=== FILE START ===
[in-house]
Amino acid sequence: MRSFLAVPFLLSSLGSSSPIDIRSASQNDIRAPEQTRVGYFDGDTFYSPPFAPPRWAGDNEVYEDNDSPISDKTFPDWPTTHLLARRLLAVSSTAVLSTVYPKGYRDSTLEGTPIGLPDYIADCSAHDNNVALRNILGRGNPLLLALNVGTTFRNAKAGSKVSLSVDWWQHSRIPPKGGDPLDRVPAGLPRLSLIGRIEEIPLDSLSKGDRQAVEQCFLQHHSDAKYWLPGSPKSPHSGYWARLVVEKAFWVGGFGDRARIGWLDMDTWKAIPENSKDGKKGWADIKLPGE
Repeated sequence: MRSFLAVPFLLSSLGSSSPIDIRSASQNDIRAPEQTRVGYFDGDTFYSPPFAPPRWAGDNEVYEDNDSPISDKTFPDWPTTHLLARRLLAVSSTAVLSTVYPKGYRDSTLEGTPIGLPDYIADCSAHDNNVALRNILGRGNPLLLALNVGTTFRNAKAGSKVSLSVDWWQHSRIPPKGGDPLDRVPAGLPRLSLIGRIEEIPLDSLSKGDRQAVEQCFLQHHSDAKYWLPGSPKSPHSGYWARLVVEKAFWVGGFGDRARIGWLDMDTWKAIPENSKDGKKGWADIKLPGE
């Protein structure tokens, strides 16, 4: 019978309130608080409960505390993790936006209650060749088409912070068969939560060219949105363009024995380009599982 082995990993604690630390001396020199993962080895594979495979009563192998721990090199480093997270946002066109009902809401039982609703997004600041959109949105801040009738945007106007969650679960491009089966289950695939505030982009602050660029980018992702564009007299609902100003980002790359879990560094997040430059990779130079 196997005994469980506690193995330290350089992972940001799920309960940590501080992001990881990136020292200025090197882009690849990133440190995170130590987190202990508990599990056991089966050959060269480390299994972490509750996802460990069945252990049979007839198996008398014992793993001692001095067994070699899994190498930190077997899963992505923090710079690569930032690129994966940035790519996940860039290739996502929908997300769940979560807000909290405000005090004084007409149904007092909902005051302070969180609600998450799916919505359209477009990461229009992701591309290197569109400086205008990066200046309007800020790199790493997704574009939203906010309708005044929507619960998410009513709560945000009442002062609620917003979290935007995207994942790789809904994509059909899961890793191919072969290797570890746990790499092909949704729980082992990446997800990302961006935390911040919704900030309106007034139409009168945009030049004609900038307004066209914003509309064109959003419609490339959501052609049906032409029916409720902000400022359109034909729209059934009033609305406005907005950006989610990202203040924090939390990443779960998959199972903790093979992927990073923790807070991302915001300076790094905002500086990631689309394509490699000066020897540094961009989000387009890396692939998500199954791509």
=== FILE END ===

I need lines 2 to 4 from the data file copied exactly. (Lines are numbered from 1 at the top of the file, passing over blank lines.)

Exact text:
Amino acid sequence: MRSFLAVPFLLSSLGSSSPIDIRSASQNDIRAPEQTRVGYFDGDTFYSPPFAPPRWAGDNEVYEDNDSPISDKTFPDWPTTHLLARRLLAVSSTAVLSTVYPKGYRDSTLEGTPIGLPDYIADCSAHDNNVALRNILGRGNPLLLALNVGTTFRNAKAGSKVSLSVDWWQHSRIPPKGGDPLDRVPAGLPRLSLIGRIEEIPLDSLSKGDRQAVEQCFLQHHSDAKYWLPGSPKSPHSGYWARLVVEKAFWVGGFGDRARIGWLDMDTWKAIPENSKDGKKGWADIKLPGE
Repeated sequence: MRSFLAVPFLLSSLGSSSPIDIRSASQNDIRAPEQTRVGYFDGDTFYSPPFAPPRWAGDNEVYEDNDSPISDKTFPDWPTTHLLARRLLAVSSTAVLSTVYPKGYRDSTLEGTPIGLPDYIADCSAHDNNVALRNILGRGNPLLLALNVGTTFRNAKAGSKVSLSVDWWQHSRIPPKGGDPLDRVPAGLPRLSLIGRIEEIPLDSLSKGDRQAVEQCFLQHHSDAKYWLPGSPKSPHSGYWARLVVEKAFWVGGFGDRARIGWLDMDTWKAIPENSKDGKKGWADIKLPGE
């Protein structure tokens, strides 16, 4: 019978309130608080409960505390993790936006209650060749088409912070068969939560060219949105363009024995380009599982 082995990993604690630390001396020199993962080895594979495979009563192998721990090199480093997270946002066109009902809401039982609703997004600041959109949105801040009738945007106007969650679960491009089966289950695939505030982009602050660029980018992702564009007299609902100003980002790359879990560094997040430059990779130079 196997005994469980506690193995330290350089992972940001799920309960940590501080992001990881990136020292200025090197882009690849990133440190995170130590987190202990508990599990056991089966050959060269480390299994972490509750996802460990069945252990049979007839198996008398014992793993001692001095067994070699899994190498930190077997899963992505923090710079690569930032690129994966940035790519996940860039290739996502929908997300769940979560807000909290405000005090004084007409149904007092909902005051302070969180609600998450799916919505359209477009990461229009992701591309290197569109400086205008990066200046309007800020790199790493997704574009939203906010309708005044929507619960998410009513709560945000009442002062609620917003979290935007995207994942790789809904994509059909899961890793191919072969290797570890746990790499092909949704729980082992990446997800990302961006935390911040919704900030309106007034139409009168945009030049004609900038307004066209914003509309064109959003419609490339959501052609049906032409029916409720902000400022359109034909729209059934009033609305406005907005950006989610990202203040924090939390990443779960998959199972903790093979992927990073923790807070991302915001300076790094905002500086990631689309394509490699000066020897540094961009989000387009890396692939998500199954791509």